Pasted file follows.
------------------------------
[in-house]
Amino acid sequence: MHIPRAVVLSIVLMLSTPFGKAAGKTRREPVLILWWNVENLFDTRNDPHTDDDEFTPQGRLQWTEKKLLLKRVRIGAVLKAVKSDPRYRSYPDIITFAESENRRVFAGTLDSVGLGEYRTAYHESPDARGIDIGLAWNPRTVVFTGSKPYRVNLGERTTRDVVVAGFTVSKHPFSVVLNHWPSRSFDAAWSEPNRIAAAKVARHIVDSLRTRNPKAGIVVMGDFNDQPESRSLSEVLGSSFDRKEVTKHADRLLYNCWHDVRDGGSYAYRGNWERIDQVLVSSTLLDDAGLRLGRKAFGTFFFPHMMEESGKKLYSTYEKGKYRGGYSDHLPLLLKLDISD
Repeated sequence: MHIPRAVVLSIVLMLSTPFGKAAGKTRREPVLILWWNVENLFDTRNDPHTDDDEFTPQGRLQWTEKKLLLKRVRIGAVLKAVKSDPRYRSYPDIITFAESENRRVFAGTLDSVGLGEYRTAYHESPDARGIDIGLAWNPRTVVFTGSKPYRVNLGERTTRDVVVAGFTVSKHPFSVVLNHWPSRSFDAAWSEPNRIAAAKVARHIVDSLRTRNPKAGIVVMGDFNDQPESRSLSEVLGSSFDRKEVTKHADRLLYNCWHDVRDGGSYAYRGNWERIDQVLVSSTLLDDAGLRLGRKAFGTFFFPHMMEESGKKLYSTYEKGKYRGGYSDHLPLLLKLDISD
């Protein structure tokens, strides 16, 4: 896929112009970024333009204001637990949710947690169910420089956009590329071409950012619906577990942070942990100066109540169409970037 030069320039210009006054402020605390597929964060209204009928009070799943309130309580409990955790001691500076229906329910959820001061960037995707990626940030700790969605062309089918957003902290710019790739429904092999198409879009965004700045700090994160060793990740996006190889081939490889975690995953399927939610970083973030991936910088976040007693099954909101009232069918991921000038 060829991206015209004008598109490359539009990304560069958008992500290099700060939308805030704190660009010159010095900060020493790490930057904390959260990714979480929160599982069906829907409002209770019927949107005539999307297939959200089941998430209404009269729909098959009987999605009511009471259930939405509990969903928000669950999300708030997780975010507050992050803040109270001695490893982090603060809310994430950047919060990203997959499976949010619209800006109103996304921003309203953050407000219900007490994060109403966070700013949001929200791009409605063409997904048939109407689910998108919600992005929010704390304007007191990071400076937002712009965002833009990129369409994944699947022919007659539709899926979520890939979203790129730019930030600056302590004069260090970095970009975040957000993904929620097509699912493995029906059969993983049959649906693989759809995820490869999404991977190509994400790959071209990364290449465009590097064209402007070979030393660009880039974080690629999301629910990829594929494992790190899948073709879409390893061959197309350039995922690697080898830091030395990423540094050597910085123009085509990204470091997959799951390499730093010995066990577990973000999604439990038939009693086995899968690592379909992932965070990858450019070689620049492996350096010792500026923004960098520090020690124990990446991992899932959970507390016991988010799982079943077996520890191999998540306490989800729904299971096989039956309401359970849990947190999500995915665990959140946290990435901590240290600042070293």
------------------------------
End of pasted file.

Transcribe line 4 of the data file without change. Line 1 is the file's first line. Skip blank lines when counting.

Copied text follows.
């Protein structure tokens, strides 16, 4: 896929112009970024333009204001637990949710947690169910420089956009590329071409950012619906577990942070942990100066109540169409970037 030069320039210009006054402020605390597929964060209204009928009070799943309130309580409990955790001691500076229906329910959820001061960037995707990626940030700790969605062309089918957003902290710019790739429904092999198409879009965004700045700090994160060793990740996006190889081939490889975690995953399927939610970083973030991936910088976040007693099954909101009232069918991921000038 060829991206015209004008598109490359539009990304560069958008992500290099700060939308805030704190660009010159010095900060020493790490930057904390959260990714979480929160599982069906829907409002209770019927949107005539999307297939959200089941998430209404009269729909098959009987999605009511009471259930939405509990969903928000669950999300708030997780975010507050992050803040109270001695490893982090603060809310994430950047919060990203997959499976949010619209800006109103996304921003309203953050407000219900007490994060109403966070700013949001929200791009409605063409997904048939109407689910998108919600992005929010704390304007007191990071400076937002712009965002833009990129369409994944699947022919007659539709899926979520890939979203790129730019930030600056302590004069260090970095970009975040957000993904929620097509699912493995029906059969993983049959649906693989759809995820490869999404991977190509994400790959071209990364290449465009590097064209402007070979030393660009880039974080690629999301629910990829594929494992790190899948073709879409390893061959197309350039995922690697080898830091030395990423540094050597910085123009085509990204470091997959799951390499730093010995066990577990973000999604439990038939009693086995899968690592379909992932965070990858450019070689620049492996350096010792500026923004960098520090020690124990990446991992899932959970507390016991988010799982079943077996520890191999998540306490989800729904299971096989039956309401359970849990947190999500995915665990959140946290990435901590240290600042070293």